Protest in Kenya - repressive and brutal policing has become normalised

Protest in Kenya – repressive and brutal policing has become normalised

2017 has seen further violent police responses to protests against corruption and human rights violations. So how are Kenyans exercising their right to protest, and what can be done to protect this right?

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By Martin Mavenjini

The Kenyan police force has a history of repressive response to peaceful protests, with interventions by police characterised by death, indiscriminate use of force, serious injury, abuse of firearms, unlawful arrests and detention under the pretext of maintaining law and order. These repressive responses came under sharp focus following the violence that ensued after the announcement of the presidential election results in 2007; a commission of inquiry  established to investigate the violence found that police management of the demonstrations was ‘inconsistent in its basic legal provisions, jeopardised the lives of citizens and was in many cases characterised by grossly unjustified use of deadly force.’ (A total of 405 people died of gunshot wounds, while 557 suffered gunshot injuries.)

Ten years on, the Kenyan police seem to have learnt nothing, as is evident from their response to peaceful demonstrations organised by citizens, civil society and political parties in 2016 and 2017. The case studies below illustrate how the Kenyan police continue to undermine fundamental human rights and freedoms while failing to investigate a range of abuses that have been a direct result of repressive policing of public protests.

Police violence and repression of protest

1. Anti IEBC demonstrations

The Coalition for Reform and Democracy’s leaders and supporters campaigned to have the Independent Electoral and Boundaries Commission (IEBC) disbanded, and peaceful demonstrations were organised in different counties in Kenya from 25 April to 6 June 2017. This was after one of the daily newspapers reported that some officials from the commission had allegedly received bribes running into millions of shillings during the procurement of electoral materials.

Most of the protests began peacefully and in all instances turned violent only after police armed with anti-riot gear, live ammunition, water cannons and tear gas forcefully dispersed demonstrators. The force used by police officers saw many protestors’ sustain serious injuries; some died from gunshot wounds. Some protestors were also unlawfully arrested by police and charged with taking part in an illegal assembly in Nairobi. These protestors were later released on bond of Ksh 100,000 (1,000 USD).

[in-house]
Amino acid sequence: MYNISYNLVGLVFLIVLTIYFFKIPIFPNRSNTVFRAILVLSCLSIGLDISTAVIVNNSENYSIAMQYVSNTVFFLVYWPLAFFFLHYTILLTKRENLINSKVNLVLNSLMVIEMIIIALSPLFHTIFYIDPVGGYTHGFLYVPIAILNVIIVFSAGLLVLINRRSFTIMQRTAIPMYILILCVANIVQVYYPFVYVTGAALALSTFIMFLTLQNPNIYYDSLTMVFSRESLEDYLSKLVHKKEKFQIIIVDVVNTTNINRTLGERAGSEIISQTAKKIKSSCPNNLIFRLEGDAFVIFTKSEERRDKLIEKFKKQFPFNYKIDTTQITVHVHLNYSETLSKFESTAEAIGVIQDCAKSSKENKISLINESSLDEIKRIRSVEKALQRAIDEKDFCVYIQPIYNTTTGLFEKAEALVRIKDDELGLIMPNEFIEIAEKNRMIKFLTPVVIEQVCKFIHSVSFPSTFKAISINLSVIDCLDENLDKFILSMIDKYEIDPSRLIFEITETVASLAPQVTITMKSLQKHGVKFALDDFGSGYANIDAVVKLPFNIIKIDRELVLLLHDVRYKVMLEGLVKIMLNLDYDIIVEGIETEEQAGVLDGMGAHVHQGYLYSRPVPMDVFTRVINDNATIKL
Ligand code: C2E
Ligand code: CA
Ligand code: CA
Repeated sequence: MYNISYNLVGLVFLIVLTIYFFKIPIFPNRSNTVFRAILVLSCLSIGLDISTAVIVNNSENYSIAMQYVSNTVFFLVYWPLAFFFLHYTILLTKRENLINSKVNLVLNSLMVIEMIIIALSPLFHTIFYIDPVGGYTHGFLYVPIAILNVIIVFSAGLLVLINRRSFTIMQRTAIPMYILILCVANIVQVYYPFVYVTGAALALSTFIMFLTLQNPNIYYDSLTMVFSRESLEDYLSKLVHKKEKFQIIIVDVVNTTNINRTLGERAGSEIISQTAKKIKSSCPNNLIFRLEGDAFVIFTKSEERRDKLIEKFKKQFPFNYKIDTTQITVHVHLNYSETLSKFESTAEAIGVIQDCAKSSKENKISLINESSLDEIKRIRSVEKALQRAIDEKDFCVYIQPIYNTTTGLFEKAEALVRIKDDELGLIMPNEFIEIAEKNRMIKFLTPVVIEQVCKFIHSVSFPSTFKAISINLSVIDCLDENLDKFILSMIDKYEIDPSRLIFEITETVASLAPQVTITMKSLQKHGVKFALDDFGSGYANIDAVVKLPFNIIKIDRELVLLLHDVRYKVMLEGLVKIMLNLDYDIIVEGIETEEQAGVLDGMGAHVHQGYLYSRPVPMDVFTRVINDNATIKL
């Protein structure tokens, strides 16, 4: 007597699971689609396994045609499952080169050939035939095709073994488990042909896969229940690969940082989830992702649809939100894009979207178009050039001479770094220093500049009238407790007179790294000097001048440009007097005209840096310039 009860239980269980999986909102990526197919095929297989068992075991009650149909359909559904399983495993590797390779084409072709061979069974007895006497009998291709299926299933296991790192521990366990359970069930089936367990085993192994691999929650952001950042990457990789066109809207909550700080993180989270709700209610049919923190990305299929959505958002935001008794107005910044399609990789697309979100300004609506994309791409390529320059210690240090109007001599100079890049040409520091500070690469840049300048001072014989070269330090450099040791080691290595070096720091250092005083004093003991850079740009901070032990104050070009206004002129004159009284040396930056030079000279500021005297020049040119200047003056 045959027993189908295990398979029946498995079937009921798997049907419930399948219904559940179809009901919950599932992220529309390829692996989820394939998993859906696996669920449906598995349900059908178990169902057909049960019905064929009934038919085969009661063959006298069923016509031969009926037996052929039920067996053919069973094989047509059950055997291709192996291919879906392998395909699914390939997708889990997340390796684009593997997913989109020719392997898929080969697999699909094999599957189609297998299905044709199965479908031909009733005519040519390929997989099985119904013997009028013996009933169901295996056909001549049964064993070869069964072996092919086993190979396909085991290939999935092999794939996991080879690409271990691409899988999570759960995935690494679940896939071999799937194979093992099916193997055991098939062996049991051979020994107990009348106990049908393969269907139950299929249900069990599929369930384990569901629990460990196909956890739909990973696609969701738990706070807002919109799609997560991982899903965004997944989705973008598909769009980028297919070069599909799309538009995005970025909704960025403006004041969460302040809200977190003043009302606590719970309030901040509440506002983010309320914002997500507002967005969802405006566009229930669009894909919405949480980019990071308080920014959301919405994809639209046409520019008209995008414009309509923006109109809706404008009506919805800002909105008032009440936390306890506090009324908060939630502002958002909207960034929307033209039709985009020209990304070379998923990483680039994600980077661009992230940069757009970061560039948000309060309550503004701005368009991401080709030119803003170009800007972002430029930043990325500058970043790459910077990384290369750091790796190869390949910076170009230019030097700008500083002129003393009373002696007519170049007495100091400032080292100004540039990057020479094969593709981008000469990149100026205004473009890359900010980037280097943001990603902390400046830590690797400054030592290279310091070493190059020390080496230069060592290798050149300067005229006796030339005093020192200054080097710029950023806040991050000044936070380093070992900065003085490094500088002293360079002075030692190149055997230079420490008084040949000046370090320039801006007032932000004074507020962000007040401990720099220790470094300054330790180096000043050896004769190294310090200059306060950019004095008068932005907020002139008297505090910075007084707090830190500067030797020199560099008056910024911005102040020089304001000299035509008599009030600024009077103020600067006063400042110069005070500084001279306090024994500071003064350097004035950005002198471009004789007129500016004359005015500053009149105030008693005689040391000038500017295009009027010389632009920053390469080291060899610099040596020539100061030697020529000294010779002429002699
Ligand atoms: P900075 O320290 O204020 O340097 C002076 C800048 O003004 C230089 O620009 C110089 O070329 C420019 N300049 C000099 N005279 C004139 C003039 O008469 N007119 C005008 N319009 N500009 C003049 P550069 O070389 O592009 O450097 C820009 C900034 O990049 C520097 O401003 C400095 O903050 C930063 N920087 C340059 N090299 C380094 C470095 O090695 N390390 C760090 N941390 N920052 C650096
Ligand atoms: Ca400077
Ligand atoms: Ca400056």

According to a report by the Independent Policing Oversight Authority, 24 protestors in Kisumu County sustained gunshot injuries, while four women sustained gunshot injuries in Homa Bay County. These indiscriminate attacks by the police saw innocent bystanders and people in their homes shot at as police engaged protestors in running battles. A young boy, Jeremy Otieno Onyango, aged six, was shot in the back while playing on the balcony of his house in Kasule-Manyatta Estate. In another incident, a one-year old-was critically injured after a tear gas canister was lobbed into their house in Migosi Estate in Kisumu.

In Nairobi, opposition supporters clashed with police as they marched towards the IEBC head office at Anniversary Towers in an attempt to force the commissioners out of office. As the protestors approached the gates, police fired tear gas into the crowd, thus forcing protestors to run for safety, with some sustaining serious injuries after being run over by other protestors. In Kisii County, police fired several times in the air and engaged the demonstrators in running battles. This happened barely minutes after the protestors had been addressed by their leaders at the county government headquarters.

2. Protests by civil society organisations

Civil society organisations and human rights defenders have borne the brunt of repressive policing practices during their peaceful protests against systemic human rights violations and corruption. Since independence in 1963, successive regimes, including the current Jubilee administration, have been bedeviled with serious allegations of embezzlement of public funds.